Archivos diarios: 18 julio, 2011
Today I see that in the Ivy Style web site, very interesting!!
Compared to Western fashion magazines, Japanese magazines often get very specific about how to achieve a certain look. Editors and stylists do not just play with themes, as with most fashion editorial, but painstakingly recreate the exact styling from definitive fashion guides and personages.
In its February 2010 issue, Japanese weekend wear magazine 2nd decided to go back to the bibles of Trad/Ivy/Preppy to build perfectly authentic outfits of American casual (see scans below). Stylist Hajime Suzuki showed readers how to replicate exact outfits from the works “Take Ivy,” “Ivy Illustrated” and “The Official Preppy Handbook” with new brands.
First up is “Take Ivy,” a photo book that was incredibly influential in Japanese Ivy circles for decades before recently being rediscovered in the West. Suzuki kicks things off with a suggestion of white oxford button-downs from Michael Tapia, Individualized Shirts or Gambert. 2nd, unfortunately, had to go to vintage pieces from Tokyo’s best clothing recycle shops to find the letter sweater famously worn by a Princeton undergrad in the book.
Barns Outfitters, meanwhile, somehow has the identical faded Brown University sweatshirt from the book for a mere ¥13400 — likely more than what the Brown Co-Op wants for something more modern. Other key items include plaid flannel shirts, classic sneakers, varsity jackets, white pants, rugby shirts, chinos and anorak parkas. The overall feel is sporty, but these were students after all.
Suzuki then presents real-life recreations of the Kazuo Hozumi-illustrated work “Ivy Illustrated,” another bible of Ivy style amongst Japanese baby boomers. The book’s images come to life in comical and somewhat unrealistic ways, including goofy smiles and more than one bandana ascot. The general impact is very Tokyo weekend dad rather than New England during the Kennedy era.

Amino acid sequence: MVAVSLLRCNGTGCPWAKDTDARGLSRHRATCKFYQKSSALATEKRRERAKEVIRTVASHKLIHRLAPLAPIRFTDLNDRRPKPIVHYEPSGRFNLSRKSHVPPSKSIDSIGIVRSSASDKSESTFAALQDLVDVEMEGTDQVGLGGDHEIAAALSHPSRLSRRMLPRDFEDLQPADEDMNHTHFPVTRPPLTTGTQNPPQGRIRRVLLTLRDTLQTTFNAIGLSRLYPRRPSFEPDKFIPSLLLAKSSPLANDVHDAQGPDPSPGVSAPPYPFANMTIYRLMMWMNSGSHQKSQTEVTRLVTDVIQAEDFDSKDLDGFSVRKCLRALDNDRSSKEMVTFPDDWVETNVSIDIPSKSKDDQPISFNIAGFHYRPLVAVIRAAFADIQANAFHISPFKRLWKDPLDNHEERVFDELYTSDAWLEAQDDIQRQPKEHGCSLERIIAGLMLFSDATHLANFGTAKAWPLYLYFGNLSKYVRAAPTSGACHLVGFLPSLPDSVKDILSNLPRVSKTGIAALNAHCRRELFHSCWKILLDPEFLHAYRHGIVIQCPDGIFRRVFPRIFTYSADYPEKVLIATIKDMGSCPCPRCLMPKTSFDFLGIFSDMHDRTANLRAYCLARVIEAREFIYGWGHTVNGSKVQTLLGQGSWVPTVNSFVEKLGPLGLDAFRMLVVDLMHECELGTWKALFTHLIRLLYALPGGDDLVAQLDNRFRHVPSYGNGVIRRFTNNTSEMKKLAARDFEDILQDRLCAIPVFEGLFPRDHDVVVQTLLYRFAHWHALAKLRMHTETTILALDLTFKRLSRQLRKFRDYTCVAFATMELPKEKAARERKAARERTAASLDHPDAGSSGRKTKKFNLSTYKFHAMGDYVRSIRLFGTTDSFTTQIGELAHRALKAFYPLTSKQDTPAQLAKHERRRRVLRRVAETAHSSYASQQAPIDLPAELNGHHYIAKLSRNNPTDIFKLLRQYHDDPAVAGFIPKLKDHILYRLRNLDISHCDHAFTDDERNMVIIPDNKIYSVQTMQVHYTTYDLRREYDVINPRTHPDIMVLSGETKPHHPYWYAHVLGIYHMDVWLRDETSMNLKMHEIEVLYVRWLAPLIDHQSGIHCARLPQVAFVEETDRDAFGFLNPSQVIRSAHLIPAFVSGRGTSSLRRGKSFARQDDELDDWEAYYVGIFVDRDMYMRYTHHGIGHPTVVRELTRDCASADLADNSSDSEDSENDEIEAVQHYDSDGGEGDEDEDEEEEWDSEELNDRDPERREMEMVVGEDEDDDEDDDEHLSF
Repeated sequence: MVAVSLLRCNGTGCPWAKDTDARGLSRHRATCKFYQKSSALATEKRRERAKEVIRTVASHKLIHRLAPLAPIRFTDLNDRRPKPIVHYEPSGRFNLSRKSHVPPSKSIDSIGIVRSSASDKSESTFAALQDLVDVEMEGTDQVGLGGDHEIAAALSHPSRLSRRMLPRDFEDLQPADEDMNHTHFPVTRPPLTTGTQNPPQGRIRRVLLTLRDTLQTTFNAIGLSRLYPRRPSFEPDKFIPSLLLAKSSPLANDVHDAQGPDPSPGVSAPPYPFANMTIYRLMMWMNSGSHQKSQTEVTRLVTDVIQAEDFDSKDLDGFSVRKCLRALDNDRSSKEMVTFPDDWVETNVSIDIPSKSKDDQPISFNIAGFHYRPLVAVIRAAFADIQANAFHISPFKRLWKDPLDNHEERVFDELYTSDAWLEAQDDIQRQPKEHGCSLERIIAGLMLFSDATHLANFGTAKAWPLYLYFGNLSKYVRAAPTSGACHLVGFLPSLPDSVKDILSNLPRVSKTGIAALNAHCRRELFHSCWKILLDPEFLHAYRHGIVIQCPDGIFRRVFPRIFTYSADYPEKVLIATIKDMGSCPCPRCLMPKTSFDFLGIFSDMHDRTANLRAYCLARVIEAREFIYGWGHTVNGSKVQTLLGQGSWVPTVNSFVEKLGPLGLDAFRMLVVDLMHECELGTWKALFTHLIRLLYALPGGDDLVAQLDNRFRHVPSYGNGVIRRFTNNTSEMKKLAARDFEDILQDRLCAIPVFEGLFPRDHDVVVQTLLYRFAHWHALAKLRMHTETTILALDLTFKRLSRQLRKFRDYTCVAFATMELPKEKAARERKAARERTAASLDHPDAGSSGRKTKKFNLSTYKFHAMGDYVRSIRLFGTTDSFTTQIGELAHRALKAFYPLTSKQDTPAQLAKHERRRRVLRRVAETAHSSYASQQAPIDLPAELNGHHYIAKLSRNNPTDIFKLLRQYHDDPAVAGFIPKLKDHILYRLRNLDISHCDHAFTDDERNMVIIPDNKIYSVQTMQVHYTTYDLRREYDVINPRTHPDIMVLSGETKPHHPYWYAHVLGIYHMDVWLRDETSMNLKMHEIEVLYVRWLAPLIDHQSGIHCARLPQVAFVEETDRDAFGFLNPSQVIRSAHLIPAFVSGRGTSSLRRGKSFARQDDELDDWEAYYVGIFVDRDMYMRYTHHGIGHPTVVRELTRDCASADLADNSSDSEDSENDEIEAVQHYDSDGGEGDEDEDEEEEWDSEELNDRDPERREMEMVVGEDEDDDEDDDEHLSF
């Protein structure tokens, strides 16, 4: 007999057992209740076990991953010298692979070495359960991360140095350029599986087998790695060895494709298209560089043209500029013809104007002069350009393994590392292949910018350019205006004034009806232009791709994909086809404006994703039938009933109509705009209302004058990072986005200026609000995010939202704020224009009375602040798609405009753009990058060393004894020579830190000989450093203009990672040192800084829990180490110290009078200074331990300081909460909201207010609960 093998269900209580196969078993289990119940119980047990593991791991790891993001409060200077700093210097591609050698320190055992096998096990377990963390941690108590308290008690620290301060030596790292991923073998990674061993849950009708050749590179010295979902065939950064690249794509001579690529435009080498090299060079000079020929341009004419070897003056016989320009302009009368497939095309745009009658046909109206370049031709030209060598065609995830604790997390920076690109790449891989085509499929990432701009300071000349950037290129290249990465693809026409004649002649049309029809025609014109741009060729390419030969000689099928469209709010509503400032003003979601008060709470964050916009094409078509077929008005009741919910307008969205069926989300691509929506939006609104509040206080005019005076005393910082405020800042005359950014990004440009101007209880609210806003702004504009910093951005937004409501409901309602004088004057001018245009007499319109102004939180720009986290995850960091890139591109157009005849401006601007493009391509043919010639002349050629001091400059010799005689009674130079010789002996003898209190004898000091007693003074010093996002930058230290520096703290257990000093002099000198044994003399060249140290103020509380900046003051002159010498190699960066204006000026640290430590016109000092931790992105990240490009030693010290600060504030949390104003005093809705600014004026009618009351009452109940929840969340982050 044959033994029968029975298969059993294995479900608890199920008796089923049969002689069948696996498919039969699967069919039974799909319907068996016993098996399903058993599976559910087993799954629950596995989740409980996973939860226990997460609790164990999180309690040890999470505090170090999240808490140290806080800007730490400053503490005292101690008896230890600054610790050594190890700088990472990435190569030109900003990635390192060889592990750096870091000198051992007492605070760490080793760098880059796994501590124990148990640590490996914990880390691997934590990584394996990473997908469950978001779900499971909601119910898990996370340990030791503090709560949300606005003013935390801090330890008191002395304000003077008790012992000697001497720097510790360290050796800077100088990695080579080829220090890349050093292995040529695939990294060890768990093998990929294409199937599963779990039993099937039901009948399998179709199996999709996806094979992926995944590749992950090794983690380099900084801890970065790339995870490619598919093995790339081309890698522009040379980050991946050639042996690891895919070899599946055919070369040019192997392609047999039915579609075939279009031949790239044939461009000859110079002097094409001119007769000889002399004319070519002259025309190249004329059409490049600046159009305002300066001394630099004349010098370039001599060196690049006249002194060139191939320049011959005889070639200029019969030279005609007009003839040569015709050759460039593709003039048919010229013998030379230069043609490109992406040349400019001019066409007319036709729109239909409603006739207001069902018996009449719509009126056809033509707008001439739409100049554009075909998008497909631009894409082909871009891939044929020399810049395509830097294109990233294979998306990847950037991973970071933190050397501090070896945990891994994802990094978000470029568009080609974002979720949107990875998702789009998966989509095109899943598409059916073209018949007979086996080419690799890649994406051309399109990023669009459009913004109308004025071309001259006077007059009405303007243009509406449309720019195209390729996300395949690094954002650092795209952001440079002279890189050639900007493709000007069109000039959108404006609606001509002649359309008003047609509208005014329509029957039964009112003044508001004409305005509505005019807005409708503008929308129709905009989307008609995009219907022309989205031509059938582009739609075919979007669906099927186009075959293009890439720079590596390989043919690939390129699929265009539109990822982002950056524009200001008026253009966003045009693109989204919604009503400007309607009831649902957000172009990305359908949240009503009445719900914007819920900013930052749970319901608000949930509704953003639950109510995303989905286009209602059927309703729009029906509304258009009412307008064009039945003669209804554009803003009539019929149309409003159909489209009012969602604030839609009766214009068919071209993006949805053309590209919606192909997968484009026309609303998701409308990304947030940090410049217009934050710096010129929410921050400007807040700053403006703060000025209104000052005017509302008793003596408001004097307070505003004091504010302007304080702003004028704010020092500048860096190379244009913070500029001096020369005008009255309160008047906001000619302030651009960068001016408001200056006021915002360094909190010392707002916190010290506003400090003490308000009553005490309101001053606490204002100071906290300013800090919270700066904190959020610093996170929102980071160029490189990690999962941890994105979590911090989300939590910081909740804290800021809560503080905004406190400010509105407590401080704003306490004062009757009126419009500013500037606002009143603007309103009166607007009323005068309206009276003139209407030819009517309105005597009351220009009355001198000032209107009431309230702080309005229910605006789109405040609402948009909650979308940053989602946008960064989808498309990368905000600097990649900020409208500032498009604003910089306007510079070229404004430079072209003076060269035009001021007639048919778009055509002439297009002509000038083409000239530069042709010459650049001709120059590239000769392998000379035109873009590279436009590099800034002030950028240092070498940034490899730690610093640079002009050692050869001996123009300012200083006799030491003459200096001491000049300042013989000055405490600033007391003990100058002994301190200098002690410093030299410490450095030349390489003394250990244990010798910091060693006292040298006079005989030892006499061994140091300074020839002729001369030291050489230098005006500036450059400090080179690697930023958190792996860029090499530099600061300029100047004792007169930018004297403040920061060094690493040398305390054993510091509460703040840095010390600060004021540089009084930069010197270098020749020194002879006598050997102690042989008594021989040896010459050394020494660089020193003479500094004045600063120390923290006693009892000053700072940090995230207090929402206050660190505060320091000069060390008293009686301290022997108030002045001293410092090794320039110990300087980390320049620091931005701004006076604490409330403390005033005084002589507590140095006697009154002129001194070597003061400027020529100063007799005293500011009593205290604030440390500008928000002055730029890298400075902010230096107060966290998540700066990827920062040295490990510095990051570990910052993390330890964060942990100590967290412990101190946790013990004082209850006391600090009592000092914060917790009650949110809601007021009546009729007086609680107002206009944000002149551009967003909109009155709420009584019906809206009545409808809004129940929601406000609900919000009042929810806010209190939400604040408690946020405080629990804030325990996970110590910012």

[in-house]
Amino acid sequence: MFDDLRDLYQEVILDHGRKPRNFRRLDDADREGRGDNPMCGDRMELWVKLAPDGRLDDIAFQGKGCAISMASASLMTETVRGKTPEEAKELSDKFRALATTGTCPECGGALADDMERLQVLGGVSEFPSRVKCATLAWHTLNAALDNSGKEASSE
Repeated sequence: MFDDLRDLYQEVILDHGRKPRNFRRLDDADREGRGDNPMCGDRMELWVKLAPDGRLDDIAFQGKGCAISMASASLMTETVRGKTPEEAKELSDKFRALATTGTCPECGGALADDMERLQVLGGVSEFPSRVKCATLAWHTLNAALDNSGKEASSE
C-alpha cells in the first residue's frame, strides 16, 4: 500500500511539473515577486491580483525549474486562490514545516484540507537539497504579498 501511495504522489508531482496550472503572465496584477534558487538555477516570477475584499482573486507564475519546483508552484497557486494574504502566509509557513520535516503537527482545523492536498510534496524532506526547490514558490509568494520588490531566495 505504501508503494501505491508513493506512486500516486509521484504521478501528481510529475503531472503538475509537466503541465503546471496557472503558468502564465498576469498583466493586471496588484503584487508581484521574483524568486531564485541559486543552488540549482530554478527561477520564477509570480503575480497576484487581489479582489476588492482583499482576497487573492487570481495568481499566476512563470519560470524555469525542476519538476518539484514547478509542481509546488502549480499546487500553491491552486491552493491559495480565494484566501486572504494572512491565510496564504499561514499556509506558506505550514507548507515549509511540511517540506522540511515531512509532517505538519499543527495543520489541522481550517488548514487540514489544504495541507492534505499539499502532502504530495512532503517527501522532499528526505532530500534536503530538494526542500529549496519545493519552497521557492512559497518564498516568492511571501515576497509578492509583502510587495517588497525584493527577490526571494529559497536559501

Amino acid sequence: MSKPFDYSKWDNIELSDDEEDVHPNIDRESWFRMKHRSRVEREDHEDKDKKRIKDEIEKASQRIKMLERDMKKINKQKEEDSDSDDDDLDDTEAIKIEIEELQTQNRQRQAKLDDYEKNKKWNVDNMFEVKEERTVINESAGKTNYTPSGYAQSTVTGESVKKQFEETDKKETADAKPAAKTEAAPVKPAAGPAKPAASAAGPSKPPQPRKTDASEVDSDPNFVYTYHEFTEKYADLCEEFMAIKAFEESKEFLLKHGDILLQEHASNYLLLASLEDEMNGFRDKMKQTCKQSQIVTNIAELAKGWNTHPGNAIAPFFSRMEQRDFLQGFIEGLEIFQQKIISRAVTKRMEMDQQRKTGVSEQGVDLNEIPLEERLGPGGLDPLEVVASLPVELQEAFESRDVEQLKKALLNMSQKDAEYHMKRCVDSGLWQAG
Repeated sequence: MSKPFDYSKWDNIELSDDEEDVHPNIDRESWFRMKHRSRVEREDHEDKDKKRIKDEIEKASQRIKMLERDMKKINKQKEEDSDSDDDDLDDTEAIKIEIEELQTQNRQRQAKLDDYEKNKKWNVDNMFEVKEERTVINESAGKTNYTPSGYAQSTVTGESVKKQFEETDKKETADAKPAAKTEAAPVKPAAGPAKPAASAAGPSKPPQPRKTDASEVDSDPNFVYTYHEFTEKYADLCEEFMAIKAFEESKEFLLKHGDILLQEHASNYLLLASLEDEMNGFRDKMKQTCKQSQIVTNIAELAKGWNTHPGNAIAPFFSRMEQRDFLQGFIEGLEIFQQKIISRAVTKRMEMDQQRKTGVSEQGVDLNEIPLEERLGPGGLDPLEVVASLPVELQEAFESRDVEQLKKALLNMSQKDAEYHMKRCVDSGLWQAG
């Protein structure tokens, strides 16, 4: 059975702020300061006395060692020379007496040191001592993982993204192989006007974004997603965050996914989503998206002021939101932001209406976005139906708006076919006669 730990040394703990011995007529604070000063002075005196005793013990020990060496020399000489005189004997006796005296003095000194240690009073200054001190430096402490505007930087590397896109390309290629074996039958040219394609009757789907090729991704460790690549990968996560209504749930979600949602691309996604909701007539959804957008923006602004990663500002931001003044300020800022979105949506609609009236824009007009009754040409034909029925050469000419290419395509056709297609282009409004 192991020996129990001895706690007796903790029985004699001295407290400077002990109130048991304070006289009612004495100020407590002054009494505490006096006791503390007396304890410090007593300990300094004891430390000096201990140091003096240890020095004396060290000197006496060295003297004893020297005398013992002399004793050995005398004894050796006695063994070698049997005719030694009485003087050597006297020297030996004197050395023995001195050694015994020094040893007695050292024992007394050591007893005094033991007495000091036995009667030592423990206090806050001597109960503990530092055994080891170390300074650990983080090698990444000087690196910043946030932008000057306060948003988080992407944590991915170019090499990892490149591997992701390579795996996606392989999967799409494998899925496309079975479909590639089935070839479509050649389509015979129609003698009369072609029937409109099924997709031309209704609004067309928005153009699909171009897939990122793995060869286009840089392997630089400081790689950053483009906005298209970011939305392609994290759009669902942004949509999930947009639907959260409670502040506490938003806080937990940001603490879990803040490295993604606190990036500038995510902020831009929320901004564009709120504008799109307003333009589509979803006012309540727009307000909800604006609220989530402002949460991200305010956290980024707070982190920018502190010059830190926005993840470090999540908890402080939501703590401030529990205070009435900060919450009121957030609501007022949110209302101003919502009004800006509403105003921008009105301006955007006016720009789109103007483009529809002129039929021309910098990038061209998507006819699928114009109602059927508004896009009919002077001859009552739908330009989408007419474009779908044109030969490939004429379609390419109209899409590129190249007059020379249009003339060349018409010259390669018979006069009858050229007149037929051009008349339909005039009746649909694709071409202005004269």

Finally, 2nd recreates some looks from “The Official Preppy Handbook,” which had an official translated release in Japan back in the early ’80s. Suzuki outfits a dummy in perfect ski vest over thick sweater with a hint of 2010 magic (it’s all about the plaid bits on the green vest from Cresent Down Works). 2nd doesn’t go for the classic LL Bean Norwegian Sweater oddly, perhaps because LL Bean Japan failed to sell the sweater this year despite its revival in America. The second look in the series does, however, manage to replicate prep-school sloppiness in orderly Japanese fashion by using paint-flecked, art-damaged khakis from Waste(Twice).
The overall feature does a relatively good job of distinguishing the differences between Ivy (in its “authoritative” ’60s incarnation) and preppy (in its “authoritative” early ’80s, Birnbach-curated incarnation.) While most Japanese fashion culture is not particularly comfortable with wild extrapolation, stylist Suzuki does deserve credit for not making the outfits look like period costumes. Traditional clothing presumes a timeless elegance, but the breath of brand options here in Japan for these items gives the wearer a considerable amount of flexibility between playing the classics and playing around with the classics. — W. DAVID MARX